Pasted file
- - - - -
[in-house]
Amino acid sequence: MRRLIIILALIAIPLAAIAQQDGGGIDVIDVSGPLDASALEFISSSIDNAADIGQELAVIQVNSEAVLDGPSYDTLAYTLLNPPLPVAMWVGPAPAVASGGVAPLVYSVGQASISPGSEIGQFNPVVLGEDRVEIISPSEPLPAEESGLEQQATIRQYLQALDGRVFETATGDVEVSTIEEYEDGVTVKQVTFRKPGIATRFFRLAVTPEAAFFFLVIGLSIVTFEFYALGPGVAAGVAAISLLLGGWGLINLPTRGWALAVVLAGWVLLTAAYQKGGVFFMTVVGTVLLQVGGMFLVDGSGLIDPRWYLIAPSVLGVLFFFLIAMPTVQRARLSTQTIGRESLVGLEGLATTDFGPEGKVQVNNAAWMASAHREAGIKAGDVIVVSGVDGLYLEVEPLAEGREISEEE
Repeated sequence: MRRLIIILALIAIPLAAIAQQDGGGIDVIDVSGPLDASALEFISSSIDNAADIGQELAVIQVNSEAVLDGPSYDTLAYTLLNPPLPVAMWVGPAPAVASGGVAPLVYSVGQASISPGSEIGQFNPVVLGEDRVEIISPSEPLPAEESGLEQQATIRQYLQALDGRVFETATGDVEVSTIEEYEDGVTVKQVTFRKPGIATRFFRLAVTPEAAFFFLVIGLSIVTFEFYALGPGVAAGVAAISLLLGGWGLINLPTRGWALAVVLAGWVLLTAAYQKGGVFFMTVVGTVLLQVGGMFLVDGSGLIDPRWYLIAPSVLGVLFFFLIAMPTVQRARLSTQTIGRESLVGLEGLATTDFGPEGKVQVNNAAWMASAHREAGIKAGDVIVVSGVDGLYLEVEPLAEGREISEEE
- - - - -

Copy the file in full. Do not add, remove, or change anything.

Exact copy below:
[in-house]
Amino acid sequence: MRRLIIILALIAIPLAAIAQQDGGGIDVIDVSGPLDASALEFISSSIDNAADIGQELAVIQVNSEAVLDGPSYDTLAYTLLNPPLPVAMWVGPAPAVASGGVAPLVYSVGQASISPGSEIGQFNPVVLGEDRVEIISPSEPLPAEESGLEQQATIRQYLQALDGRVFETATGDVEVSTIEEYEDGVTVKQVTFRKPGIATRFFRLAVTPEAAFFFLVIGLSIVTFEFYALGPGVAAGVAAISLLLGGWGLINLPTRGWALAVVLAGWVLLTAAYQKGGVFFMTVVGTVLLQVGGMFLVDGSGLIDPRWYLIAPSVLGVLFFFLIAMPTVQRARLSTQTIGRESLVGLEGLATTDFGPEGKVQVNNAAWMASAHREAGIKAGDVIVVSGVDGLYLEVEPLAEGREISEEE
Repeated sequence: MRRLIIILALIAIPLAAIAQQDGGGIDVIDVSGPLDASALEFISSSIDNAADIGQELAVIQVNSEAVLDGPSYDTLAYTLLNPPLPVAMWVGPAPAVASGGVAPLVYSVGQASISPGSEIGQFNPVVLGEDRVEIISPSEPLPAEESGLEQQATIRQYLQALDGRVFETATGDVEVSTIEEYEDGVTVKQVTFRKPGIATRFFRLAVTPEAAFFFLVIGLSIVTFEFYALGPGVAAGVAAISLLLGGWGLINLPTRGWALAVVLAGWVLLTAAYQKGGVFFMTVVGTVLLQVGGMFLVDGSGLIDPRWYLIAPSVLGVLFFFLIAMPTVQRARLSTQTIGRESLVGLEGLATTDFGPEGKVQVNNAAWMASAHREAGIKAGDVIVVSGVDGLYLEVEPLAEGREISEEE